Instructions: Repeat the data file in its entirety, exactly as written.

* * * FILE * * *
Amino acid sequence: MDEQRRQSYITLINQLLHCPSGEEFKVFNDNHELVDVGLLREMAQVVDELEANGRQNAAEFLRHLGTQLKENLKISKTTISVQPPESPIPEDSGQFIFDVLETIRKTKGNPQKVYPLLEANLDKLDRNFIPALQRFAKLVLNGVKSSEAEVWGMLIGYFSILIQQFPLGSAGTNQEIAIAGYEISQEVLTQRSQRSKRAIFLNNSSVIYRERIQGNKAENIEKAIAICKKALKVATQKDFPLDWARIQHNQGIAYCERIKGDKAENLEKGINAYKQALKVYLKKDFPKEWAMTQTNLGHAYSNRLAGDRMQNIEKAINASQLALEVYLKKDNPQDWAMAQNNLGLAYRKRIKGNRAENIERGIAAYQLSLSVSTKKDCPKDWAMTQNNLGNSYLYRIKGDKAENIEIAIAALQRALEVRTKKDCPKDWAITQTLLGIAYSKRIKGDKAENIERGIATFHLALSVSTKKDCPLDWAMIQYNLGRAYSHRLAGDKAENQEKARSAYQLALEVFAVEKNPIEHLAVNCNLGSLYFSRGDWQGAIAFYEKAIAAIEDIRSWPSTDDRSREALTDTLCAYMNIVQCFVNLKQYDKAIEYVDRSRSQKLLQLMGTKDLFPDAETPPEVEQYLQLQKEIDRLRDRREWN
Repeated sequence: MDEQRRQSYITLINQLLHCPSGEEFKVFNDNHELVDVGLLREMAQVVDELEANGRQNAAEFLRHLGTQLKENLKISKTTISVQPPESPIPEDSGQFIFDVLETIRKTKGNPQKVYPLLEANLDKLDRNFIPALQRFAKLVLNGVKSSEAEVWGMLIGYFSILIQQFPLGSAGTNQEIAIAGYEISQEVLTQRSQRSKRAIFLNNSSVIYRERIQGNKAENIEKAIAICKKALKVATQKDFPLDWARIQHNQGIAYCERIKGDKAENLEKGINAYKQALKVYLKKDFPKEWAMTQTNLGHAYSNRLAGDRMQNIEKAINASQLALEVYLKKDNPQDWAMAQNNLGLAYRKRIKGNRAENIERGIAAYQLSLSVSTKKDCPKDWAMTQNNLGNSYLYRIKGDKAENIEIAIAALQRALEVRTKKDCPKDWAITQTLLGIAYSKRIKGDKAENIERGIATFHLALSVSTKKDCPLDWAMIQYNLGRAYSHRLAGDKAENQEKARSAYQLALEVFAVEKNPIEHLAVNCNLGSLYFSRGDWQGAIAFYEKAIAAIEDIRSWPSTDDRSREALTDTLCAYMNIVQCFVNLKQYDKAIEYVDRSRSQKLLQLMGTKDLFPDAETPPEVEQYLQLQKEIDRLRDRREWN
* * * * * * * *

Amino acid sequence: MDEQRRQSYITLINQLLHCPSGEEFKVFNDNHELVDVGLLREMAQVVDELEANGRQNAAEFLRHLGTQLKENLKISKTTISVQPPESPIPEDSGQFIFDVLETIRKTKGNPQKVYPLLEANLDKLDRNFIPALQRFAKLVLNGVKSSEAEVWGMLIGYFSILIQQFPLGSAGTNQEIAIAGYEISQEVLTQRSQRSKRAIFLNNSSVIYRERIQGNKAENIEKAIAICKKALKVATQKDFPLDWARIQHNQGIAYCERIKGDKAENLEKGINAYKQALKVYLKKDFPKEWAMTQTNLGHAYSNRLAGDRMQNIEKAINASQLALEVYLKKDNPQDWAMAQNNLGLAYRKRIKGNRAENIERGIAAYQLSLSVSTKKDCPKDWAMTQNNLGNSYLYRIKGDKAENIEIAIAALQRALEVRTKKDCPKDWAITQTLLGIAYSKRIKGDKAENIERGIATFHLALSVSTKKDCPLDWAMIQYNLGRAYSHRLAGDKAENQEKARSAYQLALEVFAVEKNPIEHLAVNCNLGSLYFSRGDWQGAIAFYEKAIAAIEDIRSWPSTDDRSREALTDTLCAYMNIVQCFVNLKQYDKAIEYVDRSRSQKLLQLMGTKDLFPDAETPPEVEQYLQLQKEIDRLRDRREWN
Repeated sequence: MDEQRRQSYITLINQLLHCPSGEEFKVFNDNHELVDVGLLREMAQVVDELEANGRQNAAEFLRHLGTQLKENLKISKTTISVQPPESPIPEDSGQFIFDVLETIRKTKGNPQKVYPLLEANLDKLDRNFIPALQRFAKLVLNGVKSSEAEVWGMLIGYFSILIQQFPLGSAGTNQEIAIAGYEISQEVLTQRSQRSKRAIFLNNSSVIYRERIQGNKAENIEKAIAICKKALKVATQKDFPLDWARIQHNQGIAYCERIKGDKAENLEKGINAYKQALKVYLKKDFPKEWAMTQTNLGHAYSNRLAGDRMQNIEKAINASQLALEVYLKKDNPQDWAMAQNNLGLAYRKRIKGNRAENIERGIAAYQLSLSVSTKKDCPKDWAMTQNNLGNSYLYRIKGDKAENIEIAIAALQRALEVRTKKDCPKDWAITQTLLGIAYSKRIKGDKAENIERGIATFHLALSVSTKKDCPLDWAMIQYNLGRAYSHRLAGDKAENQEKARSAYQLALEVFAVEKNPIEHLAVNCNLGSLYFSRGDWQGAIAFYEKAIAAIEDIRSWPSTDDRSREALTDTLCAYMNIVQCFVNLKQYDKAIEYVDRSRSQKLLQLMGTKDLFPDAETPPEVEQYLQLQKEIDRLRDRREWN